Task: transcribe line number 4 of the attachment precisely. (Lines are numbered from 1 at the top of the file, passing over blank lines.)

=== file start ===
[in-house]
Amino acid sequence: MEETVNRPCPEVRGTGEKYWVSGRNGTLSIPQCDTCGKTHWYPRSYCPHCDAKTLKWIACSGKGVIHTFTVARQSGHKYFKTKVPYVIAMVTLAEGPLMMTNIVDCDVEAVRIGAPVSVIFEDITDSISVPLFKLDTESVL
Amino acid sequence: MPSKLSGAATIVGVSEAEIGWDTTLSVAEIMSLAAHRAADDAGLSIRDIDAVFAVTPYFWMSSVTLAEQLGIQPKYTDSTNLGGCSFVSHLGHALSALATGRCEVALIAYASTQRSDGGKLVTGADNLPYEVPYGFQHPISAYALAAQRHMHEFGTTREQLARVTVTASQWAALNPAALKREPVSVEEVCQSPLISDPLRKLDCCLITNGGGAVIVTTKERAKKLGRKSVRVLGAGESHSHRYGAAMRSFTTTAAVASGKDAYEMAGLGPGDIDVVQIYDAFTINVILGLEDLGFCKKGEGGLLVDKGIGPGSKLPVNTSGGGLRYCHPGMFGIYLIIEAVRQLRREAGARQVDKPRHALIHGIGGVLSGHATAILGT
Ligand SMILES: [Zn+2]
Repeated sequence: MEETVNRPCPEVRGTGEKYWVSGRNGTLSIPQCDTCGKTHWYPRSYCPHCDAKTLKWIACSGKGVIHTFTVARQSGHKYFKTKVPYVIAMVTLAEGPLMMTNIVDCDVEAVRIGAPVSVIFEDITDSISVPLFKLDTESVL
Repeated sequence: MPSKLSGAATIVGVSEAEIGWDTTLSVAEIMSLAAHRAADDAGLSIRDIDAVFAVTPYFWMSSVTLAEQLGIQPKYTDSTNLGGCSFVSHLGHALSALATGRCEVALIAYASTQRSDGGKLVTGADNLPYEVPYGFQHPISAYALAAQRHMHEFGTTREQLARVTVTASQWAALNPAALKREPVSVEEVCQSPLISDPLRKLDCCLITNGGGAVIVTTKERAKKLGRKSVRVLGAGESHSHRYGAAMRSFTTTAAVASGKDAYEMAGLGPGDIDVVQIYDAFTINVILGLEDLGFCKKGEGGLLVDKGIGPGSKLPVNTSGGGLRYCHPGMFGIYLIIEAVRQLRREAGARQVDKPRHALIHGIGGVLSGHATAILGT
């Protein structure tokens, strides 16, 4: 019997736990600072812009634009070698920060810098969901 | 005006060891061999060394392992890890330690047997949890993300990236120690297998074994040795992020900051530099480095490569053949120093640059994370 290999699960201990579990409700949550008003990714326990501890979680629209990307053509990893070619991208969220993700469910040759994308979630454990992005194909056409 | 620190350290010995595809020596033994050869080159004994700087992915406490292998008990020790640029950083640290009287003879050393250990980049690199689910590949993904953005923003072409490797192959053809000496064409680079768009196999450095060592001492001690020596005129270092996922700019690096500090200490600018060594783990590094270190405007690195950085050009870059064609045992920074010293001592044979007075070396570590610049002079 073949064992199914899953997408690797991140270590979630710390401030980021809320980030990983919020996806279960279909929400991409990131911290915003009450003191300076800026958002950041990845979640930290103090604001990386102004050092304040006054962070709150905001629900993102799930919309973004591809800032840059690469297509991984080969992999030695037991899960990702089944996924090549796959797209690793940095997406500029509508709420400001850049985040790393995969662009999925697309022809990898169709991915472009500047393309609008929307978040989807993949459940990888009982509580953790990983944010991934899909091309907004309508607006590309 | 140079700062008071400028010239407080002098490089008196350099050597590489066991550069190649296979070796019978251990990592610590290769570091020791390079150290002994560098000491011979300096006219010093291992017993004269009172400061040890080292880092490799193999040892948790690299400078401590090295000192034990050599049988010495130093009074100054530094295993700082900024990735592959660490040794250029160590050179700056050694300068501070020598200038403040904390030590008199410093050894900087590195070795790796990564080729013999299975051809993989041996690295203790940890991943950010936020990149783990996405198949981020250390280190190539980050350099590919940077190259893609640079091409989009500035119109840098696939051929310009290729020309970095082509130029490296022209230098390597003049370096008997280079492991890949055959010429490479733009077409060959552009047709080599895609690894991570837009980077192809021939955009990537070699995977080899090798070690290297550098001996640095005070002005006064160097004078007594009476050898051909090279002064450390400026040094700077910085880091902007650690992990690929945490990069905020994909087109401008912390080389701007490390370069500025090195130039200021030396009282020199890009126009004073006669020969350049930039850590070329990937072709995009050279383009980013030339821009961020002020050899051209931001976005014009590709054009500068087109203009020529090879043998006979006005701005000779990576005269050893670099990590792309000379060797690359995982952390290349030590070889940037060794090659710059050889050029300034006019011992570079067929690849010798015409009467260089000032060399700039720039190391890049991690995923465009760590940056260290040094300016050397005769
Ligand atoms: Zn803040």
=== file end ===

Ligand SMILES: [Zn+2]